As Anna Wintour, the editor of Vogue magazine and Mr. Schrager’s friend, puts it, only half-jokingly: “Ian is a perfectionist and a control freak. Everyone is terrified to even move a chair without his permission.”
Ms. Wintour adds, though, that she considers Mr. Schrager’s move to be wise and reflective of broader fashion industry trends. “In my neck of the woods, if you will, more and more people are working within the mainstream,” she says.
Citing such collaborations as Vera Wang designing for Kohl’s, and Isaac Mizrahi for Target, she says: “I think it’s terrific that style and fashion are winding up in places that are accessible to everyone. Ian is a natural at tapping into whatever is going on in the culture, and he also knows the right time to change.”
THE designer Calvin Klein compares the partnership of Marriott and Mr. Schrager with his own relationship with Unilever, the consumer products behemoth, which he says turned his namesake fragrance into a worldwide household brand. “This is a win-win,” Mr. Klein says. “Marriott has the resources and infrastructure to manage a global brand, while Ian has the ability to create it. The cynics will always find a negative side, but my experience has always been that with the right partnership you can do anything in the world.”
Mr. Schrager, for his part, concedes that partnering with Marriott will likely require some tough compromises. Marriott, for example, will probably require him to brighten the hallway lights a bit for safety reasons, and those stylish notepads he likes to leave in rooms might prove too costly to a mainstream hotelier.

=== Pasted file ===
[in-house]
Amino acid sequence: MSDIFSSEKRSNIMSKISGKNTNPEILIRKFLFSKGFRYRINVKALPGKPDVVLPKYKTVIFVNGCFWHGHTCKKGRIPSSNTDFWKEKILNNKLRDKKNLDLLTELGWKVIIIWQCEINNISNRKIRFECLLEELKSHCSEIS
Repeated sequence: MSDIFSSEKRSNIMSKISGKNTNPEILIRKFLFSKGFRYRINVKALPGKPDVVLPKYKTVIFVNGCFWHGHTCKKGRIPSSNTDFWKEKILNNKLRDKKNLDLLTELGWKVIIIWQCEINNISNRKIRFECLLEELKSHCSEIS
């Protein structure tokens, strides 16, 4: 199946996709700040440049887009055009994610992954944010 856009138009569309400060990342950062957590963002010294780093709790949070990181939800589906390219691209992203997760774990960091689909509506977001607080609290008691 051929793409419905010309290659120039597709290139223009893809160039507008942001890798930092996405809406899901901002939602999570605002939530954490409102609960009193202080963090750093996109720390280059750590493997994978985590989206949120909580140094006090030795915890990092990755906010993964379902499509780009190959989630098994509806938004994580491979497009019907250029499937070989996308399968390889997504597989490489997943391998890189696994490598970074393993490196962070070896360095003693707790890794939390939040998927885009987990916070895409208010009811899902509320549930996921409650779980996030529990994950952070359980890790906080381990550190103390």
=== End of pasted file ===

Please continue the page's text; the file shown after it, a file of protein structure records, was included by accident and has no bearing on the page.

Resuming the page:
“The properties might not be as quirky or individualized as I might make them if I were doing this alone,” Mr. Schrager says. “But Apple manages to pull off really sleek designs that everyone of all ages responds to. And believe me, I’m not going to have a book of standards. It will be. ...” He pauses for effect. “The anti-chain.”
More important, though, Mr. Schrager says that working with Marriott will instantly cast him into his rightful place as a major player in the “lifestyle” market segment, and in the longer term position him to build a mass customer base for his innovations, à la Apple, Nike and Sony.
“Right now, the impact that I have had on the market is not commensurate with the number of my ideas that have influenced the industry,” Mr. Schrager says.
The biggest example of this, he says, is the boutique hotel boom. Despite his role in pioneering the very concept, he remains a relatively minor financial player in the segment. “It has always been a nightmare of mine, that I would have an idea and somebody would come and make the money off of it,” he says.